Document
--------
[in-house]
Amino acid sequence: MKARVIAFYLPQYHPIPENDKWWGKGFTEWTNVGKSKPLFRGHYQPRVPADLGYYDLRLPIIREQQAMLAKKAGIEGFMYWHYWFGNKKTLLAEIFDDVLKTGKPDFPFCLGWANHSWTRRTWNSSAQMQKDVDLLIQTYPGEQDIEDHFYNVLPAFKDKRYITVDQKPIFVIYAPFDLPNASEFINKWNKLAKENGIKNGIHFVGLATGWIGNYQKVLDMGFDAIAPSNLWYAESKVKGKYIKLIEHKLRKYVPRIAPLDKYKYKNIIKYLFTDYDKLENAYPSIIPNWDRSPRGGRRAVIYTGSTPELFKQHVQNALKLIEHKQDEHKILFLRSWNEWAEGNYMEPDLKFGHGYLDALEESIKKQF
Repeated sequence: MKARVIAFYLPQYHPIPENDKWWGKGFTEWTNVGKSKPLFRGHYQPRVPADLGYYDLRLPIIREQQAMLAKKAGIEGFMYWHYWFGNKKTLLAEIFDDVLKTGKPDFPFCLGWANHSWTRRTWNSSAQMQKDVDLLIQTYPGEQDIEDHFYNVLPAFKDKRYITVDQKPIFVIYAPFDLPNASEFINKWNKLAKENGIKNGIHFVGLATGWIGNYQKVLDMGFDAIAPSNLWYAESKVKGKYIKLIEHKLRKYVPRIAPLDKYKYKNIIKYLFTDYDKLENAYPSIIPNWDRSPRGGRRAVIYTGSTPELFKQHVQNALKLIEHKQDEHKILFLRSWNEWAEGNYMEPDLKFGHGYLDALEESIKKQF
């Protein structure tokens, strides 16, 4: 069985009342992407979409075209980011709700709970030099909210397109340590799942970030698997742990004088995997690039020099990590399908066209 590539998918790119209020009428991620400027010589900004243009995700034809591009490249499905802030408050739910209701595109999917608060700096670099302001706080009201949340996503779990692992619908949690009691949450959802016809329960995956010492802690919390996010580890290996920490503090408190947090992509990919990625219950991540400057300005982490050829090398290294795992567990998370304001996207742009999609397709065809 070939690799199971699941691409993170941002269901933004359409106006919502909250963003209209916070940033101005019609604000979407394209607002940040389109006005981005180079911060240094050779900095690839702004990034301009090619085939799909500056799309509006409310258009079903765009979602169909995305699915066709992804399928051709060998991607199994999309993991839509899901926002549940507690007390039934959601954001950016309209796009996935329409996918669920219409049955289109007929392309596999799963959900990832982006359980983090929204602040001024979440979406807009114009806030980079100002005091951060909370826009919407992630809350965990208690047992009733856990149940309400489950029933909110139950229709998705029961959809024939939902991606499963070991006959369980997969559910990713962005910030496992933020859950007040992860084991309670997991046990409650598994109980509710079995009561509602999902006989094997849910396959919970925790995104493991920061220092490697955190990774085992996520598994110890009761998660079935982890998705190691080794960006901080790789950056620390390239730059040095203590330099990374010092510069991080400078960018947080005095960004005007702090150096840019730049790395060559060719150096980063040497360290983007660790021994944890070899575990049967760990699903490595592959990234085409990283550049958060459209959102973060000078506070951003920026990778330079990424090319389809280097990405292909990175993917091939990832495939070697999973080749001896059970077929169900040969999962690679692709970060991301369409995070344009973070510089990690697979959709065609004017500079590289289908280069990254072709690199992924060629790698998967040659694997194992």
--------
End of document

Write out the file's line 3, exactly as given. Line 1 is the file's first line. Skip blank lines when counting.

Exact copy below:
Repeated sequence: MKARVIAFYLPQYHPIPENDKWWGKGFTEWTNVGKSKPLFRGHYQPRVPADLGYYDLRLPIIREQQAMLAKKAGIEGFMYWHYWFGNKKTLLAEIFDDVLKTGKPDFPFCLGWANHSWTRRTWNSSAQMQKDVDLLIQTYPGEQDIEDHFYNVLPAFKDKRYITVDQKPIFVIYAPFDLPNASEFINKWNKLAKENGIKNGIHFVGLATGWIGNYQKVLDMGFDAIAPSNLWYAESKVKGKYIKLIEHKLRKYVPRIAPLDKYKYKNIIKYLFTDYDKLENAYPSIIPNWDRSPRGGRRAVIYTGSTPELFKQHVQNALKLIEHKQDEHKILFLRSWNEWAEGNYMEPDLKFGHGYLDALEESIKKQF